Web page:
I have been a practicing witch for more than ten years and I am finally starting to create my own Book of Shadows. Thinking back on it, the reason I have never had one has a lot to do with my mental health. I was recently inspired, though, by a friend of mine, Laura (find their Instagram here), to create my own. I have a beautiful leatherbound book that my parents gave me for Christmas last year. I haven’t been able to write in it, though, because there is no way to organize or rearrange pages.
Image by David Schwarzenberg from Pixabay
Instead, I am creating my own out of recycled cardboard, cardstock, and cotton yarn! Anyway, that’s not the point of this post. I’ll write another post when I finish making my Book of Shadows. I actually wanted to talk about my belief in the differences between a Grimoire and a Book of Shadows. First, let’s define the two terms based on the common Googleable definitions.
By Ethan Doyle White - Own work, CC BY-SA 4.0, Link
The definition of grimoire is as follows…
a manual of magic or witchcraft used by witches and sorcerers - dictionary.com
The definition of a Book of Shadows is as follows…
a book containing religious text and instructions for magical rituals found within the Neopagan religion of Wicca, and in many pagan practices - Wikipedia
Based on these two definitions, one book is a book of magic and the other is a book of faith specific to Wicca. This is how I see the two books as well. So to put things in context, a grimoire is a book of spells and information that a witch may need. It contains spells, potions, instructions, and ingredients that are common in their practice.
A Book of Shadows is a bit more in-depth. The Book of Shadows can contain spells and ingredients. It can also contain ritual frameworks, personal correspondences, and educational material that is important for a specific coven, tradition, or witch.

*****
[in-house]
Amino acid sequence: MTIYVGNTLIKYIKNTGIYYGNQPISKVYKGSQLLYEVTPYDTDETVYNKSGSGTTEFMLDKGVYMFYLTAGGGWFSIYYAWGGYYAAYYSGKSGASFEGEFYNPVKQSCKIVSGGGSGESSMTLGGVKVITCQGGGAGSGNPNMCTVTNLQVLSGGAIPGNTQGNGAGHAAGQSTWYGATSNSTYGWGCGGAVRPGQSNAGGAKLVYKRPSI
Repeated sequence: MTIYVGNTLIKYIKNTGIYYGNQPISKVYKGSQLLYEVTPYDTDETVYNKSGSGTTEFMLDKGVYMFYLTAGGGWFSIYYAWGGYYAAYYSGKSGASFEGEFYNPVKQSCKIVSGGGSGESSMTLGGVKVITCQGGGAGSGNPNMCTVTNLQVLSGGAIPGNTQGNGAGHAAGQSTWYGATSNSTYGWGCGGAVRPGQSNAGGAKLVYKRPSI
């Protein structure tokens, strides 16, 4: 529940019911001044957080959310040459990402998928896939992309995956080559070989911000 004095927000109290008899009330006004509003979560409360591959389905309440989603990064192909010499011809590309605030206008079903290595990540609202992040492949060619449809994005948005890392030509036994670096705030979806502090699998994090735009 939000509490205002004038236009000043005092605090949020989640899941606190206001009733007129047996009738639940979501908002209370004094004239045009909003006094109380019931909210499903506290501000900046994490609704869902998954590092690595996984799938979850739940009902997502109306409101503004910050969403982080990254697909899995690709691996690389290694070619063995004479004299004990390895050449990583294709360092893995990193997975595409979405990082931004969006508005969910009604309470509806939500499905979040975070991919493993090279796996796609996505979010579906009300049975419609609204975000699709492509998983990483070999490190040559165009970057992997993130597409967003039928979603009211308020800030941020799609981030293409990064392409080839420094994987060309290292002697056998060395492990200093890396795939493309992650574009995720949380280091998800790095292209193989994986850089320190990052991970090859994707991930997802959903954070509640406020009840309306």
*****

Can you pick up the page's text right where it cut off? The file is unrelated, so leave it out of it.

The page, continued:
Another common difference between a Grimoire and a Book of Shadows is the number of copies available. Now, this is going to vary depending on the witch and tradition. Typically a Grimoire is for one witch or witch’s family. This would be a book passed down from generation to generation that contained only the important information. You can treat a Book of Shadows in the same manner, but historically, there was only one copy of the Book of Shadows for an entire coven. Each High Priest and Priestess in the coven would then pass the Book of Shadows on to their successors when the time came.
Image by Zdeněk Tobiáš from Pixabay
Depending on the way you view the books, they can be considered one and the same. In my practice, I combine the idea of a Grimoire and a Book of Shadows into one book. My Book of Shadows will contain my spells, potions, and recipes. It will also contain personal correspondences, Sabbat information, and information about my Gods and Goddesses. This is important information for me to have written down to pass down to my daughter if she chooses this path as well.
I feel a little silly having been a practicing witch for so long without a Book of Shadows. But…it is what it is. I do know that it will more than likely be a private matter. I know many people online share their Book of Shadows with anyone who asks. For me, I just don’t see myself doing that. That might be a topic for another day.
Do you have a Book of Shadows? Do you view a Book of Shadows and a Grimoire as separate books? Or do you view them as books to be combined? Let me know! And, if you so choose, feel free to share images of your own magickal books!